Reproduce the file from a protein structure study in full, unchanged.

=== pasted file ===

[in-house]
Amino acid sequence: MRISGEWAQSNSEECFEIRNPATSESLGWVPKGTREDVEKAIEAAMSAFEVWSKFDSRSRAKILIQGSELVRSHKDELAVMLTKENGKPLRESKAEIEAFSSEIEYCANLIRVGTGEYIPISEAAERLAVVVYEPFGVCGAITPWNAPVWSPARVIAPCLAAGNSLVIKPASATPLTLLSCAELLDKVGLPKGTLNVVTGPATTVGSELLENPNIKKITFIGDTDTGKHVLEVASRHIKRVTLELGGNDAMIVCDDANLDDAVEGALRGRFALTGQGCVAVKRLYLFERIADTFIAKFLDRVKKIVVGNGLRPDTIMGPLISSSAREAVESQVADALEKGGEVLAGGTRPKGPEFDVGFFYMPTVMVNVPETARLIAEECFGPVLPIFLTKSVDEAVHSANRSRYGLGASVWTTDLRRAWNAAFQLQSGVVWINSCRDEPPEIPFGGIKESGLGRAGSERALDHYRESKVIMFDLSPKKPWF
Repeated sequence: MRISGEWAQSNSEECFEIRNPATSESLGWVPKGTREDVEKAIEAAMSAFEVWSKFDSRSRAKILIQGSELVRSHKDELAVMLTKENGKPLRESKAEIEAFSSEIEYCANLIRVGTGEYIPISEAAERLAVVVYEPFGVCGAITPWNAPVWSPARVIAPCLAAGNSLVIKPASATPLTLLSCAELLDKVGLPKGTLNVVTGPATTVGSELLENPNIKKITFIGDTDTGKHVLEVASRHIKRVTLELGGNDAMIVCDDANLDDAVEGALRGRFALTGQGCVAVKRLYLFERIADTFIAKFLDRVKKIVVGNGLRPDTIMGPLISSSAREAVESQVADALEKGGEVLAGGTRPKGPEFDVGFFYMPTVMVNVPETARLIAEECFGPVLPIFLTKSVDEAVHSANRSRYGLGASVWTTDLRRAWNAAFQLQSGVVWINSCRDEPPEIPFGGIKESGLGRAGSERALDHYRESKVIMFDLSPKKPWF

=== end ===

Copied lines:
[in-house]
Amino acid sequence: MRISGEWAQSNSEECFEIRNPATSESLGWVPKGTREDVEKAIEAAMSAFEVWSKFDSRSRAKILIQGSELVRSHKDELAVMLTKENGKPLRESKAEIEAFSSEIEYCANLIRVGTGEYIPISEAAERLAVVVYEPFGVCGAITPWNAPVWSPARVIAPCLAAGNSLVIKPASATPLTLLSCAELLDKVGLPKGTLNVVTGPATTVGSELLENPNIKKITFIGDTDTGKHVLEVASRHIKRVTLELGGNDAMIVCDDANLDDAVEGALRGRFALTGQGCVAVKRLYLFERIADTFIAKFLDRVKKIVVGNGLRPDTIMGPLISSSAREAVESQVADALEKGGEVLAGGTRPKGPEFDVGFFYMPTVMVNVPETARLIAEECFGPVLPIFLTKSVDEAVHSANRSRYGLGASVWTTDLRRAWNAAFQLQSGVVWINSCRDEPPEIPFGGIKESGLGRAGSERALDHYRESKVIMFDLSPKKPWF
Repeated sequence: MRISGEWAQSNSEECFEIRNPATSESLGWVPKGTREDVEKAIEAAMSAFEVWSKFDSRSRAKILIQGSELVRSHKDELAVMLTKENGKPLRESKAEIEAFSSEIEYCANLIRVGTGEYIPISEAAERLAVVVYEPFGVCGAITPWNAPVWSPARVIAPCLAAGNSLVIKPASATPLTLLSCAELLDKVGLPKGTLNVVTGPATTVGSELLENPNIKKITFIGDTDTGKHVLEVASRHIKRVTLELGGNDAMIVCDDANLDDAVEGALRGRFALTGQGCVAVKRLYLFERIADTFIAKFLDRVKKIVVGNGLRPDTIMGPLISSSAREAVESQVADALEKGGEVLAGGTRPKGPEFDVGFFYMPTVMVNVPETARLIAEECFGPVLPIFLTKSVDEAVHSANRSRYGLGASVWTTDLRRAWNAAFQLQSGVVWINSCRDEPPEIPFGGIKESGLGRAGSERALDHYRESKVIMFDLSPKKPWF